However, on Sunday, the U.S. official reportedly spoke to Moon about possible terms for engagement with North Korea, but he added that pressure would continue.

On his return to the United States, Pence reportedly said: "No pressure comes off until they are actually doing something that the alliance believes represents a meaningful step toward denuclearization."

Pence added that, while pressure would intensify, the U.S. government remained open to talks: "if you want to talk, we'll talk," he reportedly said.

The Washington Post newspaper reported his comments.

"Charm" efforts bring warnings

North Korea experts have warned that the "charm offensive" is aimed at weakening U.S. ties with South Korea.

Robert Manning is an expert with the Atlantic Council, a public policy group based in Washington, D.C. He described the North Korean invitation as "a very clever move by Kim Jong Un to drive a big wedge" between the two allies.

Ken Gauswe is a director at the Center for Naval Analysis in the American state of Virginia. He noted that North Korea had secured economic aid from earlier inter-Korean meetings.

"If it leads to promises of aid, then it would definitely undermine the maximum pressure strategy," he said.

Bruce Klingner, a researcher for the Heritage Foundation in Washington agrees. He said Moon would risk violating United Nations Security Council sanctions if he offered notable aid in return for the North Korean efforts.

Some observers said that the latest developments have put the South Korean leader in a difficult situation.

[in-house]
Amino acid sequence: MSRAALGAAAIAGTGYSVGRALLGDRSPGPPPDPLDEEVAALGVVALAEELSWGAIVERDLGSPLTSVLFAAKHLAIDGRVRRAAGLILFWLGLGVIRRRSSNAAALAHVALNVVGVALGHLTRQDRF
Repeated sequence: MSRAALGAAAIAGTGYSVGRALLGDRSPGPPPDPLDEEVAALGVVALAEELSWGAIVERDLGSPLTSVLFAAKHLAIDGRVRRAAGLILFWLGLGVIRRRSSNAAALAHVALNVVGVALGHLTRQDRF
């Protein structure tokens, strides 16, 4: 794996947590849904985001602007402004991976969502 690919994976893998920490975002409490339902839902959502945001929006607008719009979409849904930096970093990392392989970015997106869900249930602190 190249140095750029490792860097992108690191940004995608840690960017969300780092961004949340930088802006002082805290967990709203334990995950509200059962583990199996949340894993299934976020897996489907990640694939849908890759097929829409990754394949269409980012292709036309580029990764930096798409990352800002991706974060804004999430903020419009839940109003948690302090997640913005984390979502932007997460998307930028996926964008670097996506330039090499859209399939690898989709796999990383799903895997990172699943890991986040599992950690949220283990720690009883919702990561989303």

"President Moon must balance his desire for North-South reconciliation with his policy of denuclearization," noted Manning.

U.S. Secretary of State Rex Tillerson said, during a trip to the Middle East, that it was too early to judge if diplomatic progress was taking place.

"It's really up to the North Koreans to decide when they're ready to engage with us in a sincere way, a meaningful way," he said.

Reuters reports that a South Korean official said that the government's position is that sanctions and pressure can be expected to continue. At the same time, talks with the North, involving both South Korea and the United States, should lead to the North's denuclearization.

I'm Mario Ritter.

Jong Su Oh and Brian Padden reported this story for VOA News. Mario Ritter adapted the reports for VOA Learning English. His story also has information from stories by Reuters and the Associated Press. George Grow was the editor.

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Words in This Story

charm – n. qualities that cause someone or something to be very likeable

sanctions – n. measures designed to cause a country to obey international law usually by limiting trade

maximum – adj. the most

engagement – n. the state of being involved in

unprecedented – adj. not having happened before

drastic – adj. severe, extreme

denuclearization – n. a process of giving up the possession of nuclear weapons

wedge – n. a tool used to split materials such as wood

reconciliation – n. the process of bringing two groups together that were in disagreement